Mayweather dominates McGregor in 10-round affair

Posted on Aug 27 2017 - 3:02pm by Sam Harres

After months of ever-increasing hype and anticipation, heavily favored Floyd Mayweather defeated Conor McGregor on Saturday night in the 10th round by technical knockout (TKO).

More than 14,600 fans packed into Las Vegas’ T-Mobile Arena to watch Mayweather, thought of by many as the greatest boxer of all time, battle it out with the polarizing MMA star. McGregor, who once called boxing a “quarter fight” in comparison to UFC matchups, was forced to trade in his leg kicks and grappling moves for more traditional jabs and hooks.

McGregor came out firing during the first three rounds, relying on an unorthodox stance and unconventional moves to catch Mayweather off guard. It paid off. The at-times cocky Irishman landed a number of solid strikes while effectively limiting his opponent, appearing to win each of the first three rounds.

McGregor was warned during the second round to avoid back-of-the-head punches, illegal in boxing matches and sternly frowned upon in MMA fights, as well. He continued to punch the back of the American’s head throughout the remainder of the match.

By the fourth round, Mayweather, who retired after Saturday’s bout with an unparalleled 50-0 record, finally found his footing. Boxing competitively for the first time in 714 days, Mayweather’s endurance and boxing intelligence slowly overtook McGregor’s initial surge. The Irishman took several shots to the body during the fourth, fifth and sixth rounds, which began to take a toll.

Round seven arrived, and Mayweather, who promised fans he would knock McGregor out before the end of the 12th round, transitioned to an even more aggressive strategy. The 40-year-old American continually worked McGregor’s body while landing a couple of brutal head shots, as well. McGregor’s endurance (or lack thereof) began to rear its ugly head. These are the rounds Mayweather lives for.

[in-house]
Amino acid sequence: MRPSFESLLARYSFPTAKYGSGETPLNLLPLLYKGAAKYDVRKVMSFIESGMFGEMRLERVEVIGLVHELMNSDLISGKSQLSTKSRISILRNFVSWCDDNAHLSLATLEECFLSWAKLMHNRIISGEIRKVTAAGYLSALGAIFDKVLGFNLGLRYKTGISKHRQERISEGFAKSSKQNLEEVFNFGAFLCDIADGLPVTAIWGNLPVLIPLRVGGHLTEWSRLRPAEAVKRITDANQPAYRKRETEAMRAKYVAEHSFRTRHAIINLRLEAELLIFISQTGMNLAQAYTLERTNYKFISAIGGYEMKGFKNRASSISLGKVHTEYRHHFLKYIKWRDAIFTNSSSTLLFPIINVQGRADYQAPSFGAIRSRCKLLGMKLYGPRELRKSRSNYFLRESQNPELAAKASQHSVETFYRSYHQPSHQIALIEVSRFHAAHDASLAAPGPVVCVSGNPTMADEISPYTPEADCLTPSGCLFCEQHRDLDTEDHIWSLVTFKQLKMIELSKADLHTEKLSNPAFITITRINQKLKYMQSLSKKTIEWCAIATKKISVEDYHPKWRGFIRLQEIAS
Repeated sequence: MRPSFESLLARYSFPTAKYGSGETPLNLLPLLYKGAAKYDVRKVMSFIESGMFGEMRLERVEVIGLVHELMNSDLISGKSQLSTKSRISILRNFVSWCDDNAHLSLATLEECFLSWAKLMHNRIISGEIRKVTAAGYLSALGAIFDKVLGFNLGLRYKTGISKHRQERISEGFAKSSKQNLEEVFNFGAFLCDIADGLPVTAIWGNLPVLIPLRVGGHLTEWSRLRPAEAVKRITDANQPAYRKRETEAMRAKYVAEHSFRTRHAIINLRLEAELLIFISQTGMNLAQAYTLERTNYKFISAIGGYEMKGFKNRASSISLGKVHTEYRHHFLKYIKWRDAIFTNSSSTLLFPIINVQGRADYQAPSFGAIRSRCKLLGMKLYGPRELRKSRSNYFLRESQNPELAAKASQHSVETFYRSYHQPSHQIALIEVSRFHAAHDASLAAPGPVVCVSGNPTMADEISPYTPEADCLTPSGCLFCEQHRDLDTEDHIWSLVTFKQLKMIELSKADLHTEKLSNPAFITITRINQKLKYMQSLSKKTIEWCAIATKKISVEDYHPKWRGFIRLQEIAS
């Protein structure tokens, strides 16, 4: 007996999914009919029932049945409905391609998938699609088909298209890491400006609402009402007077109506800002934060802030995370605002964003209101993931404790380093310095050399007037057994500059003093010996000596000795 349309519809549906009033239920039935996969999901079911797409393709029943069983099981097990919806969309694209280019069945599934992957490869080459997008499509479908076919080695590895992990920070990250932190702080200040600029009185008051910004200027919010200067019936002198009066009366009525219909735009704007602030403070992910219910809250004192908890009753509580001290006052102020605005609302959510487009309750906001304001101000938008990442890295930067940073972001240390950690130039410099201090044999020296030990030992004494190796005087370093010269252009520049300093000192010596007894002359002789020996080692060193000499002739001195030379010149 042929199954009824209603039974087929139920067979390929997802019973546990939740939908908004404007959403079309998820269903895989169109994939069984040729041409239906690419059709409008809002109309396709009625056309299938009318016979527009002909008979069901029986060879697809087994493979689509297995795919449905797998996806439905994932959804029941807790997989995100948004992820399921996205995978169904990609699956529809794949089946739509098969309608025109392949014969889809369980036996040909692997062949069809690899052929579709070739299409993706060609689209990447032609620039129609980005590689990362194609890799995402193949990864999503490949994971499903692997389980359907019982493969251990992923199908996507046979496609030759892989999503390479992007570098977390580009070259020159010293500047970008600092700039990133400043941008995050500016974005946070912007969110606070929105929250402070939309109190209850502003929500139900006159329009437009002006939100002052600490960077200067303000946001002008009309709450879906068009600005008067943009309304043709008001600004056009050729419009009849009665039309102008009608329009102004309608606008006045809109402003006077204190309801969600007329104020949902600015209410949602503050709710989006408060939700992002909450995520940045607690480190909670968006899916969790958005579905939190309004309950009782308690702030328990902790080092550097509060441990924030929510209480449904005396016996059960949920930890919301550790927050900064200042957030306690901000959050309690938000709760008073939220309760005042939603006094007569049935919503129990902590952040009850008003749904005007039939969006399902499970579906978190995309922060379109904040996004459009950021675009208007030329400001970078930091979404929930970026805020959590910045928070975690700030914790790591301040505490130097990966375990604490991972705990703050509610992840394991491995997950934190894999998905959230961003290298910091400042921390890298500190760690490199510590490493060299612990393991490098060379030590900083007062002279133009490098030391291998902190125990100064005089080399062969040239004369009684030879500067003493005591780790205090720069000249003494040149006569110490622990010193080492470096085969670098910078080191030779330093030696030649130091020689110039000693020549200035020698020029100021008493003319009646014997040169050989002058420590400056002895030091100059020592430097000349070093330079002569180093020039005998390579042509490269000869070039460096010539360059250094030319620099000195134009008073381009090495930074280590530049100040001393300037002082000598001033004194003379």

Rounds eight and nine brought more of the same; Mayweather exploited McGregor’s loosening form and landed a series of devastating rights. At one point, he attempted to finish the fight with an uppercut, but McGregor somehow found a way to tie Mayweather up and avoid (or, in hindsight, delay) the inevitable. By this point, Mayweather’s experience and endurance were on full display. He dominated the ring and refused to allow McGregor a breather. Mayweather’s punches became increasingly frequent, hard and accurate. The end was near.

McGregor hit the ropes in round 10, exhausted by Mayweather’s finessed approach. He lined McGregor up and unleashed a maelstrom of punches until the MMA star’s head dipped onto his shoulders. After an onslaught of blows, referee Robert Byrd called the fight. Much to the pleasure of Vegas oddsmakers (who heavily favored Mayweather), the American emerged victorious.

Early estimates indicate the fight’s pay-per-view revenue may top $600 million. Needless to say, both fighters will be compensated well. Fans may have seen the last of Mayweather (who, it should be noted, has retired before), but McGregor, still just 27 years old, has plenty of fuel left in the tank. He is expected to return to the UFC in the coming months to defend his Lightweight Championship.